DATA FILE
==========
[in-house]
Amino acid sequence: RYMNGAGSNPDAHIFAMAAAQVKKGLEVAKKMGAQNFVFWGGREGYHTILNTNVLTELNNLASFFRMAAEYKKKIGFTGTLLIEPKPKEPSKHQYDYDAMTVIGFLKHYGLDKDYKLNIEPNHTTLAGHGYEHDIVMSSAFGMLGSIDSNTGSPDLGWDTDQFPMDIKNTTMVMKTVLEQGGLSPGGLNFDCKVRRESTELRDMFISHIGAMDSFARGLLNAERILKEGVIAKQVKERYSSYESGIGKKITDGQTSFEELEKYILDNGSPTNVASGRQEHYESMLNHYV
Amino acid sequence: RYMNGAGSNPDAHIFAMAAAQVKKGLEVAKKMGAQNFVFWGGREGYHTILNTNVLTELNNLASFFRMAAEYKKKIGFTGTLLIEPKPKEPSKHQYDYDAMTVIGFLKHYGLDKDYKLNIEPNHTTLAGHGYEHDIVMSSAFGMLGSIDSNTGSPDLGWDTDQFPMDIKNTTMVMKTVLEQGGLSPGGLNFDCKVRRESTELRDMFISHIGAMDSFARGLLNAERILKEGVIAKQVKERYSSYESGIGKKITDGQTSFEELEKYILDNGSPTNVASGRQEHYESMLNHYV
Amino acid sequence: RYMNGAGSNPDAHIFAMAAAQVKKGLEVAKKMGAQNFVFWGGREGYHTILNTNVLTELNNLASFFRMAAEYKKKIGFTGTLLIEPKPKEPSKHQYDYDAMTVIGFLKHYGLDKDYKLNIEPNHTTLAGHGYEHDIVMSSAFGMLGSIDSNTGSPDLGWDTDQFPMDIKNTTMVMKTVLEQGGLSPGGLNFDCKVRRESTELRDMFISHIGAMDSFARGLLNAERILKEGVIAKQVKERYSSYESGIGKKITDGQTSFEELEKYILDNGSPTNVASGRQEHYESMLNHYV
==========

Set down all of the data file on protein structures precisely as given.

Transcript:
[in-house]
Amino acid sequence: RYMNGAGSNPDAHIFAMAAAQVKKGLEVAKKMGAQNFVFWGGREGYHTILNTNVLTELNNLASFFRMAAEYKKKIGFTGTLLIEPKPKEPSKHQYDYDAMTVIGFLKHYGLDKDYKLNIEPNHTTLAGHGYEHDIVMSSAFGMLGSIDSNTGSPDLGWDTDQFPMDIKNTTMVMKTVLEQGGLSPGGLNFDCKVRRESTELRDMFISHIGAMDSFARGLLNAERILKEGVIAKQVKERYSSYESGIGKKITDGQTSFEELEKYILDNGSPTNVASGRQEHYESMLNHYV
Amino acid sequence: RYMNGAGSNPDAHIFAMAAAQVKKGLEVAKKMGAQNFVFWGGREGYHTILNTNVLTELNNLASFFRMAAEYKKKIGFTGTLLIEPKPKEPSKHQYDYDAMTVIGFLKHYGLDKDYKLNIEPNHTTLAGHGYEHDIVMSSAFGMLGSIDSNTGSPDLGWDTDQFPMDIKNTTMVMKTVLEQGGLSPGGLNFDCKVRRESTELRDMFISHIGAMDSFARGLLNAERILKEGVIAKQVKERYSSYESGIGKKITDGQTSFEELEKYILDNGSPTNVASGRQEHYESMLNHYV
Amino acid sequence: RYMNGAGSNPDAHIFAMAAAQVKKGLEVAKKMGAQNFVFWGGREGYHTILNTNVLTELNNLASFFRMAAEYKKKIGFTGTLLIEPKPKEPSKHQYDYDAMTVIGFLKHYGLDKDYKLNIEPNHTTLAGHGYEHDIVMSSAFGMLGSIDSNTGSPDLGWDTDQFPMDIKNTTMVMKTVLEQGGLSPGGLNFDCKVRRESTELRDMFISHIGAMDSFARGLLNAERILKEGVIAKQVKERYSSYESGIGKKITDGQTSFEELEKYILDNGSPTNVASGRQEHYESMLNHYV